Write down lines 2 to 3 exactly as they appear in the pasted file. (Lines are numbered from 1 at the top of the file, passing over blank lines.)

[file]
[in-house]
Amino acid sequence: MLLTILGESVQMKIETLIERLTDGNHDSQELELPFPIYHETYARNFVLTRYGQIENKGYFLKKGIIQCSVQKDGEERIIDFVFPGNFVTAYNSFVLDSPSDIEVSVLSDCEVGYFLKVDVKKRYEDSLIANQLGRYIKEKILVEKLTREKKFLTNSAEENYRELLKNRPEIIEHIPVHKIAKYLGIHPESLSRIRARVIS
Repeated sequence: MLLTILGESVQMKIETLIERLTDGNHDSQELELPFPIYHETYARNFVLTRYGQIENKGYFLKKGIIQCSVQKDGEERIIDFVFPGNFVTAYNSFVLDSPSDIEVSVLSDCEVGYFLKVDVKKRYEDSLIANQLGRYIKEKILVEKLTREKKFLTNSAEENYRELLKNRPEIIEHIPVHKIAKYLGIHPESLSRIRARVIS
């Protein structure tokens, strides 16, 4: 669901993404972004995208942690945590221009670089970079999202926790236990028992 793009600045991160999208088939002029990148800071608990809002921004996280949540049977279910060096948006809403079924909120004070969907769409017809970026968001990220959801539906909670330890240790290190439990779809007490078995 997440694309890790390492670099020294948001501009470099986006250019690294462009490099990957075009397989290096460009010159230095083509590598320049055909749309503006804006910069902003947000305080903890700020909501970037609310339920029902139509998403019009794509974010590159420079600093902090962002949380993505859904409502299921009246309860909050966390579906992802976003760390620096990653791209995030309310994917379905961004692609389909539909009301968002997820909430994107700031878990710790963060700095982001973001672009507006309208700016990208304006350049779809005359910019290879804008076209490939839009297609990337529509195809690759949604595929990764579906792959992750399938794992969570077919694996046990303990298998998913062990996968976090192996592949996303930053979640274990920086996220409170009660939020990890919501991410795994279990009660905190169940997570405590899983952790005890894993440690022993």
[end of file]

Amino acid sequence: MLLTILGESVQMKIETLIERLTDGNHDSQELELPFPIYHETYARNFVLTRYGQIENKGYFLKKGIIQCSVQKDGEERIIDFVFPGNFVTAYNSFVLDSPSDIEVSVLSDCEVGYFLKVDVKKRYEDSLIANQLGRYIKEKILVEKLTREKKFLTNSAEENYRELLKNRPEIIEHIPVHKIAKYLGIHPESLSRIRARVIS
Repeated sequence: MLLTILGESVQMKIETLIERLTDGNHDSQELELPFPIYHETYARNFVLTRYGQIENKGYFLKKGIIQCSVQKDGEERIIDFVFPGNFVTAYNSFVLDSPSDIEVSVLSDCEVGYFLKVDVKKRYEDSLIANQLGRYIKEKILVEKLTREKKFLTNSAEENYRELLKNRPEIIEHIPVHKIAKYLGIHPESLSRIRARVIS